I contacted the concierge at the Augustine about a week before our arrival in Prague in order to arrange for a private tour of Prague Castle and Strahov Monastery. I had read that, like many old European cities, there would be cobblestone streets to contend with. Because there is no faster way to kill a vacation than blisters and painful feet, I have long given up on making a fashion statement with my shoes. Comfortable in my sneakers, we took off with our guide, Helena, and walked the few short blocks to the 22 tram to Strahov Monastery.
The Monastery is home to one of the most beautiful libraries I have ever seen. Truthfully, I usually am bored just looking at old books but the architecture was breathtaking. Our guide brought the otherwise visually overwhelming fresco-lined walls and ceiling of the library to life. Today, information transmission is seemingly instantaneous and the ability to read is assumed. The amount of labor to produce the ancient tomes housed in Strahov library, with their intricate calligraphy and elaborate illustrations, was mind-blowing. Considering that they were the main form of communication left us all feeling amazed. Even if libraries and old books are not your thing, Strahov Monastery sits atop a hill with panoramic view of Prague making this destination well worth the trip.
Our guide had suggested starting at Strahov and making our way downhill to Prague Castle. Aside from the obvious nod to the gravitational advantage, this approach brought us to the Courtyard, a less crowded entrance. Knowing how to circumnavigate the crowds was only one of the advantages of having a guide. Simply having to choose between the three ticket types, ranging from the abbreviated introduction to the inclusive, for your visit can be quite daunting. The fact that admission ticket is good for two days speaks volumes. Helena was more than a guide; she was an oral historian who deftly wove the medieval history into engaging stories. The cost of our private guide was $180 for 4 hours–or $60/person for the three of us, the same cost as if we can gone on a large group tour. Having a guide to ourselves allowed my history-obsessed husband to ask questions to his heart’s content. The highlights and the lesser known treasures of the castle were brought to life as we were able to cover much more ground than the groups are able to. Although we had the opportunity to meander around on our own after our tour, we were mentally saturated. Over the years, I have figured out that, no matter how interesting the subject, 3-4 hours is the limit of my uninterrupted attention span. So, knowing that our tickets were good for another day, off to lunch we went.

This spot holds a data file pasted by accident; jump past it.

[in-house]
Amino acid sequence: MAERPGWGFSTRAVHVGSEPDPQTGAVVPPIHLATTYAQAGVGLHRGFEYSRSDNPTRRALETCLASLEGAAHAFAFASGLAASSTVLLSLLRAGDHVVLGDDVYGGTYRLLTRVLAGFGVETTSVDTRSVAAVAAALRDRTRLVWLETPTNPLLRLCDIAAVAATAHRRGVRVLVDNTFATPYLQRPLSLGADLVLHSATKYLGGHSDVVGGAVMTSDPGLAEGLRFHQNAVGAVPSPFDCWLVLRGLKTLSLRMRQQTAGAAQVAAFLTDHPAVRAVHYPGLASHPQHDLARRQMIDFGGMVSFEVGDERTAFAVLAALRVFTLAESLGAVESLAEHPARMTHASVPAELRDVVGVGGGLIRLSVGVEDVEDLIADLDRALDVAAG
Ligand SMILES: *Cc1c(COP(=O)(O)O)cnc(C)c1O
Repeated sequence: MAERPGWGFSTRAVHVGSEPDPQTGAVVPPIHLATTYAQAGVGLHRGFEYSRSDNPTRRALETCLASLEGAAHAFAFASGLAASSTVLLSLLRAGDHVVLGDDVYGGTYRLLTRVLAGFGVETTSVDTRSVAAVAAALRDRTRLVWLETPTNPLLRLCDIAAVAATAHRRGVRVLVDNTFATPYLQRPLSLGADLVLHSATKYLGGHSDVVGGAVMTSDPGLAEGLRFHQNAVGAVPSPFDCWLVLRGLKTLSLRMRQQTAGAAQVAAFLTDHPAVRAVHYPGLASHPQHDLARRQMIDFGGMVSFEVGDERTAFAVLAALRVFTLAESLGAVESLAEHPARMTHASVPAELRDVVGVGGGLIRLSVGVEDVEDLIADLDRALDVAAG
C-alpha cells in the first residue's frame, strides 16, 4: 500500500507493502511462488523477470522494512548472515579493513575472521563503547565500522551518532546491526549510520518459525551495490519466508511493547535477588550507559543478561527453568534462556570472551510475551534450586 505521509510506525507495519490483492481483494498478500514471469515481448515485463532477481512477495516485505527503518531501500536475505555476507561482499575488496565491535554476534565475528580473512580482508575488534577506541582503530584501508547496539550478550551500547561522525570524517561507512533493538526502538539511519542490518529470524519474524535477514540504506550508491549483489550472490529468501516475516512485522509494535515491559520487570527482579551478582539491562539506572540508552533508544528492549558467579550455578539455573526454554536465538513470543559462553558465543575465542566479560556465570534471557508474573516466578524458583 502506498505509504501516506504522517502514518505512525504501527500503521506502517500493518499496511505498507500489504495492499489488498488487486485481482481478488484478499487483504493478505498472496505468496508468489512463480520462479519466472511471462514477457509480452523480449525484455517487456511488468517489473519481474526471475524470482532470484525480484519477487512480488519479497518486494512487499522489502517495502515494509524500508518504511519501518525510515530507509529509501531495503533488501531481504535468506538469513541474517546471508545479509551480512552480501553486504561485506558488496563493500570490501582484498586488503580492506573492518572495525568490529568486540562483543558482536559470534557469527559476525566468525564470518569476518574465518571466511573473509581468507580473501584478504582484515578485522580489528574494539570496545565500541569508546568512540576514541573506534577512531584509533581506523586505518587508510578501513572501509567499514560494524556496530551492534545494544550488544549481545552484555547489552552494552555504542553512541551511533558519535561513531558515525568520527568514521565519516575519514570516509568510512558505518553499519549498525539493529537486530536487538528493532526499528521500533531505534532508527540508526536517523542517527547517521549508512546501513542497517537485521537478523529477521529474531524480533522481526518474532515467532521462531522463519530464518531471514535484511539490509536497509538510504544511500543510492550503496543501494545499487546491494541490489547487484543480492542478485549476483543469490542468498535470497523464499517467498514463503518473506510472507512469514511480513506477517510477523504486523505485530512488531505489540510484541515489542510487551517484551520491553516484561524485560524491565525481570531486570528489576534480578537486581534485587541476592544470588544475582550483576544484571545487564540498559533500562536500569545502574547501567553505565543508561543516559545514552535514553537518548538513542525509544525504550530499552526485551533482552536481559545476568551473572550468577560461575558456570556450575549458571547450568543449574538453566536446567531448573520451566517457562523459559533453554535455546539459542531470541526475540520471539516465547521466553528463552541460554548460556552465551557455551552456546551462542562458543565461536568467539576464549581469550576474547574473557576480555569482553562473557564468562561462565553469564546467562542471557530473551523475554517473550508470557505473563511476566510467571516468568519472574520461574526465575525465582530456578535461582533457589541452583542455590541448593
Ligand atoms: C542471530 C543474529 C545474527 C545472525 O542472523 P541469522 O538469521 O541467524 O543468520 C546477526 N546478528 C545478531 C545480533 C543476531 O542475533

Cold and Hungry
By the time we hiked back up the hill in the cold, damp December air, we had worked up quite an appetite. My husband and daughter swore I was trying to freeze them to death; a little dramatic, in my opinion, for 35 degrees. Reluctantly, I agreed for us to go into Velká Klášterní Restaurace (the Great Monastery Restaurant) which is almost immediately on the right after entering the monastery complex. I was trying to keep us going us but my grouchy troops were so desperate that we ducked in to warm up with some potato soup in a bread bowl and a beer. While perfectly adequate, Velká Klášterní restaurace was uninspired. But, I had a different plan.
Foodie and Craft Beer Heaven
A fundamental component in planning any of my trips is figuring out where to find the best food and libations. Given that the Czechs love beer and monks worldwide have brewed some of the best beer, I wasn’t exactly surprised that the Strahov Monastic Brewery was one of the must go to places in Prague. I had spotted the entrance earlier in the day and was scheming to get us back there especially since my husband is a craft beer enthusiast. Even though it was cold and rainy, we were warm and cozy in the brewery courtyard replete with its covered seating, heaters and heavy wool blankets. There are three beers on tap year round and needless to say, we tried all three. However, the seasonal Christmas brew (only available in December) stole the show. We all agreed that it, alone, was worth coming to Prague during the winter.
Another thing I discovered is that the Czechs love tartare–beef, venison, reindeer–or, at least it seemed that way as it was on the menu at virtually every eating establishment regardless of how fancy. For those of you who are uninitiated, steak tartare consists of high quality, fresh, raw minced steak that is often mixed with capers, onions, black pepper and Worcestershire sauce with a raw egg yolk on top. I didn’t expect to like it. The Strahov Monastic Brewery steak tartare served with delicious, warm bread fragrant from the rubbed garlic, changed my mind.
Prague Castle by Night
Content, warm and full, we decided to walk back to our hotel rather than take the tram. The lights of Prague Castle shone brightly below us as we descended down the hill. We were able to walk through the Castle, stopping to take in the sights and smells of the small Christmas market occupying one of the courtyards. I would strongly recommend an evening stroll through Prague Castle for a completely different perspective. Imagining what it was like to be there at night in the 13th century was very eerie.